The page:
I recently had the need to add a deleted flag to a model in a Rails project. I am usually of the mindset “explicit over implicit” so whenever I needed to use a finder to get content for that model I would do something like:

User.where(deleted: false)

That does lean towards not having DRY (don’t repeat yourself) code. It’s a balancing act. I decided to give default_scope a chance this time. I quickly experienced the downside of that choice. I added the default_scope to my model:

class User < ActiveRecord::Base
  default_scope where(deleted: false)

Well, I needed to write a migration to add the column and then update any existing records to have a default value of false. I generated my migration and added the following:

class AddDeletedFlagToUsers < ActiveRecord::Migration
  def change
    add_column :users, :deleted, :boolean, :default =&gt; false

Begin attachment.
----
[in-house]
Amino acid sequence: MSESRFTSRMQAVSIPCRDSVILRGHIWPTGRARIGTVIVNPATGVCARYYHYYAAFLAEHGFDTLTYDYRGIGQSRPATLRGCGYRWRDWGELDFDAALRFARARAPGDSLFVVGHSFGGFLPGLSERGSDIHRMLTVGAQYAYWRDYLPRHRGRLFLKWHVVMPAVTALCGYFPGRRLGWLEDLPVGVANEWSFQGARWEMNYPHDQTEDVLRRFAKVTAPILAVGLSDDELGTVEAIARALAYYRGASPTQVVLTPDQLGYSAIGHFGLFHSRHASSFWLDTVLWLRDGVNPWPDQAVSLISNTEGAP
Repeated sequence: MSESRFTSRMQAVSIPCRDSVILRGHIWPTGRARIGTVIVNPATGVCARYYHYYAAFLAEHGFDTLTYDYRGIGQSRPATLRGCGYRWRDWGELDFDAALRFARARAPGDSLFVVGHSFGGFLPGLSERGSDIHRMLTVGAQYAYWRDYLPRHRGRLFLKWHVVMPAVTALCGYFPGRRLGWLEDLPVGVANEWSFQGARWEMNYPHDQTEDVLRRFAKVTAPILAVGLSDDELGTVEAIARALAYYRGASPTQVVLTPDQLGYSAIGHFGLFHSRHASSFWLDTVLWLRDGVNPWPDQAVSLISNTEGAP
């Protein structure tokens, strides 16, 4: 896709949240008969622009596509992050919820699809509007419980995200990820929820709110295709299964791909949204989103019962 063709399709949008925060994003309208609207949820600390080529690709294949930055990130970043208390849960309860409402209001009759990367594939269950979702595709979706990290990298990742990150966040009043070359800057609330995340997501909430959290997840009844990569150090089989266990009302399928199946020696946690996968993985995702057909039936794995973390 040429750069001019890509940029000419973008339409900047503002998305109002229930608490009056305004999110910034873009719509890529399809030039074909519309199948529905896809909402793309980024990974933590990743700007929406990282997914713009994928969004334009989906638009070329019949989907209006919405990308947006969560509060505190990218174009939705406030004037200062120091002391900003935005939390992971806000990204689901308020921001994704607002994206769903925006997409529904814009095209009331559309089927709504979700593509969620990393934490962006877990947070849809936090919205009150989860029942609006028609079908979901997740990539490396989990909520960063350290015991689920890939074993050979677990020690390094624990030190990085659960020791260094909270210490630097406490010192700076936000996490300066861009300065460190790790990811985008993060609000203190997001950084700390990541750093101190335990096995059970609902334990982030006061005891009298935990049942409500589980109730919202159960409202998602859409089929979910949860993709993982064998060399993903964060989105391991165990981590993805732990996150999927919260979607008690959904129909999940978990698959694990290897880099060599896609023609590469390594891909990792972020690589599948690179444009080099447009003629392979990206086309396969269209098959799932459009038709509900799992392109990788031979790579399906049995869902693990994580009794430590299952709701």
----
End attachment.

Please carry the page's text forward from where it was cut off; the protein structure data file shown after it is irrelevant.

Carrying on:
User.update_all ["deleted = ?", false]

However, when I looked at the database, none of the pre-existing records had false as their deleted flag. I went to the rails console and typed in the update_all command again:

User.update_all ["deleted = ?", false]

and that’s when I saw how default_scope can bite you in the butt:

~/code/project(master) &gt; rails c
Loading development environment (Rails 3.2.12)
>> User.update_all ["deleted = ?", false]
  SQL (35.9ms)  UPDATE "users" SET deleted = 'f' WHERE "users"."deleted" = 'f'
=> 0

Notice the WHERE clause. That is what the default_scope adds automatically. Duh!! So in order to bypass the default_scope I had to use unscoped:

User.unscoped.update_all ["deleted = ?", false]

in my migration. That then caused all existing records to be updated.

Yes, I’m aware this violates “Explicit over implicit” but it does keep my code “DRY (do not repeat yourself)”. There are pros and cons to all tools. Use them wisely.